The 71st Cannes Film Festival opens on May 8 with its expected charge of controversy and promise. Its line-up of films may show fewer big name directors and studio films but this is offset by a bigger array of newcomers to Cannes and talented first-timers. More Asian cinema than before will be on view during the festival’s 11 days, good tidings for India.

There was no Indian presence in 2017 in any of Cannes’ major sections. The saving grace was Pune’s Film and Television Institute, short film, Payal Kapadia’s exceptional ‘Afternoon Clouds’ playing in Cinéfondation. This year, there’s an Indian film in each of the two prestigious sections.

In Un Certain Regard is writer, director Nandita Das’ much awaited ‘Manto,’ her second feature after the promising ‘Firaaq’ premiered in Toronto in 2008. The film stars Nawazuddin Siddiqui, Rasika Dugal and Tahir Raj Bhasin. All three and Nandita will grace the film’s world premiere at Cannes. The other Indian presence of note is the debut feature from Pune-raised and now Paris-based Rohena Gera, titled ‘Sir.’ It stars Tillotama Shome and Vivek Gomber, and will screen at the very selective Critics’ Week. Among the seven films competing here, five are from first-time directors.

The challenges and controversies at Cannes this year have a bearing on the slate of films that the festival offers.

The Netflix impasse of last year has dimmed 71st Cannes’ star power and excluded films by Mike Leigh, Xavier Dolan, and Jacques Audiard. Cannes management maintains that this is due to these films planning an autumn release, which meant they were in post-production during Cannes dates.

However, it could be the conflict with Netflix that is the more serious cause for these lacunae. The fallout began last May when two Netflix films, ‘Okja’ and ‘The Meyerowitz Stories’ were competing in Cannes and Netflix planned to and did release the first film shortly after, on its streaming platform. This infuriated the union of French theatre owners, since French law calls for a 36-month waiting period between theatrical release and streaming release. The wait was unacceptable to Netflix.

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Cannes has rallied with an unexpected mix of goodies that could tempt fastidious palettes. Unlike previous years’ drum rolls of big US or European releases, this year Cannes opens with two-time Academy Award winner, Iranian filmmaker Asghar Farhadi’s psychological thriller around a family reunion in Spain, ‘Everybody Knows’, starring Penelope Cruz and Javier Bardem. It marks the second Spanish film to open Cannes. Farhadi is among three directors this year presenting their third film in the main Competition. The other two are Lee Chang-Dong (Korea) with ‘Burning’ and Spike Lee (USA), returning after a lapse of 27 years, with his ‘BlacKkKlansman’).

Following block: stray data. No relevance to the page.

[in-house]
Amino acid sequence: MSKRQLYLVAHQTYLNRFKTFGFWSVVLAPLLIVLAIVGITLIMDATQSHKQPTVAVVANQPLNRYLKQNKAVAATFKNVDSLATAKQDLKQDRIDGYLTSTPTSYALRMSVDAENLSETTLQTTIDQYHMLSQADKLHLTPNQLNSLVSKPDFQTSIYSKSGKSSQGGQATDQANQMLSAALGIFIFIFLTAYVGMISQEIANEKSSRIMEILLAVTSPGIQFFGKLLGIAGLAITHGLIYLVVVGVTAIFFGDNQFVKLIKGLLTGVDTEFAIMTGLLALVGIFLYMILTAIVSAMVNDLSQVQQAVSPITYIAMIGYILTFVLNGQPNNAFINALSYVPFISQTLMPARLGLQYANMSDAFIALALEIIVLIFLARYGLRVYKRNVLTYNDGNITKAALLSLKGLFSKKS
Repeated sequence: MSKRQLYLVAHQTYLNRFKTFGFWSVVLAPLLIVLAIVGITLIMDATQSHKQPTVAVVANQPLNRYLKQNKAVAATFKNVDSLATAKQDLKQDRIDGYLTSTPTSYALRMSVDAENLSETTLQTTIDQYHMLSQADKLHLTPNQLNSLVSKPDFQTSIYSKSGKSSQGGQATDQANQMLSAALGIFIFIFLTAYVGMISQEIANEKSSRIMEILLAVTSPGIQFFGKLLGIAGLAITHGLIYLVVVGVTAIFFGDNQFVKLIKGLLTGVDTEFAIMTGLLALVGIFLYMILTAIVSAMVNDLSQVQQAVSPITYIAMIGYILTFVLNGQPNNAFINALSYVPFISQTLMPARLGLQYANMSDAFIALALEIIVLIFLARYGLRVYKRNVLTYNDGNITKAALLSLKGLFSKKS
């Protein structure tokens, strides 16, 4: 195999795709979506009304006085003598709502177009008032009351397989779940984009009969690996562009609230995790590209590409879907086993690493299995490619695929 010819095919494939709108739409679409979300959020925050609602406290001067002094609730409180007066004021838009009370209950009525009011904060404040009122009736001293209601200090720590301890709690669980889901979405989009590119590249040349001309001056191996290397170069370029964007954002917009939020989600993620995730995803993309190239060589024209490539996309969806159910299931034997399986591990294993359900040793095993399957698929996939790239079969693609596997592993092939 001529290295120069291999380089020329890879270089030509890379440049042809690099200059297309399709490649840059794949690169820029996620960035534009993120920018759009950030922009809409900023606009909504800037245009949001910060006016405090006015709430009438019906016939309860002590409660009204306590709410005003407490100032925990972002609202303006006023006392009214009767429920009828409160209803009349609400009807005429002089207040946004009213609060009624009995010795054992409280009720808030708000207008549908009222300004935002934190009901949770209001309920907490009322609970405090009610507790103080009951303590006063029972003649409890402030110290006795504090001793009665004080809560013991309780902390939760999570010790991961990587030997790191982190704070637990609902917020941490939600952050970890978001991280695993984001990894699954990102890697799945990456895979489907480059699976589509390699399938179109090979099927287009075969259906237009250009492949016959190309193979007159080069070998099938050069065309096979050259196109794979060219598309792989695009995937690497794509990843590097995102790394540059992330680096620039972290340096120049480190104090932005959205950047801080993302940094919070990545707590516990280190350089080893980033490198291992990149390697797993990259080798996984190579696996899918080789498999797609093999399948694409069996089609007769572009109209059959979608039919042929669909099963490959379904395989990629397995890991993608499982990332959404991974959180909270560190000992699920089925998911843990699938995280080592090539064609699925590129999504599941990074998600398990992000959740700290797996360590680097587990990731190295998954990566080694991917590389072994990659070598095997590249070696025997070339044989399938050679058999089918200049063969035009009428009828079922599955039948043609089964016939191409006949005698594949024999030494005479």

Other intriguing acceptances in Cannes are the great Jean-Luc Godard (‘The Image Book’), Jafar Panahi (‘Three Faces’), Kore-Eda Hirokazu (‘Shoplifters’), David Robert Mitchell (‘Under the Silver Lake’) and Pawel Pawlikowski (‘Cold War’). Screening Out of Competition is Ron Howard’s ‘Solo: A Star Wars Story’, adding a more popular touch, from the US, what’s more.

Adding to expectation and apprehension this year, Cannes is enlivened by some controversy and let-downs. The biggest blow could be the sudden court order on the closing film, UK filmmaker of Monty Python fame, Terry Gilliam’s ‘The Man Who Killed Don Quixote,’ all of 20 years in the making. Soon after Cannes declared it as the closing film, newspapers splashed the news that lawyers for producer Paulo Branco had mounted a legal challenge to block the screening. This is due to be heard on Monday, May 7, the day before the festival opens. Cannes Management has countered with a calm and measured plea. Uncertainty over a long-awaited closing film … this is a first for Cannes.

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To offset this possible non-show is the inclusion of Lars von Trier, who won the Palme d’Or (the top prize) in 2000 for ‘Dancer in the Dark’. He is returning to Cannes after seven years with his latest film ‘The House that Jack Built’, screening Out of Competition. The horror-thriller stars Matt Dillon as a serial killer, with Uma Thurman co-starring. Von Trier has been persona non grata at Cannes since 2011, the year he said “I understand Hitler” and “I am a Nazi” (which he later said were meant as jokes) at the Press Conference of his Cannes competitive entry, ‘Melencholia’.

Kenya presents its first ever film in Cannes, ‘Rafiki’, about two Kenyan girls who fall in love, by Wanuri Kahiu. The Kenya Film Classification Board late last month banned the film, with its CEO saying that the film “legitimizes homosexuality against the dominant values, cultures and beliefs of the people of Kenya.” The director refuses to budge and the film will be screened by the blue Mediterranean in Un Certain Regard.

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Forestalling the usual furore about women not being given their due at film festivals, this year there are five women on the nine-member Competition Jury. Cate Blanchett is Jury President alongside actors Kristen Stewart, Léa Seydoux, director Ava DuVernay and author, composer, actor Khadja Nin. In the Cinéfondation (student films) section, 12 of the 22 directors are women from the total selection of 17 films.

These distractions only add to the lure of this film capital of the world for 11 days, Cannes in its many sections. It is the perfect setting for cinema and the film lovers who throng here – the open seafront spaces, the sense of a carnival in its cafes and the boutiques that line its winding, sometimes climbing streets. The mise en scene is just right, as are the films, whatever the odds.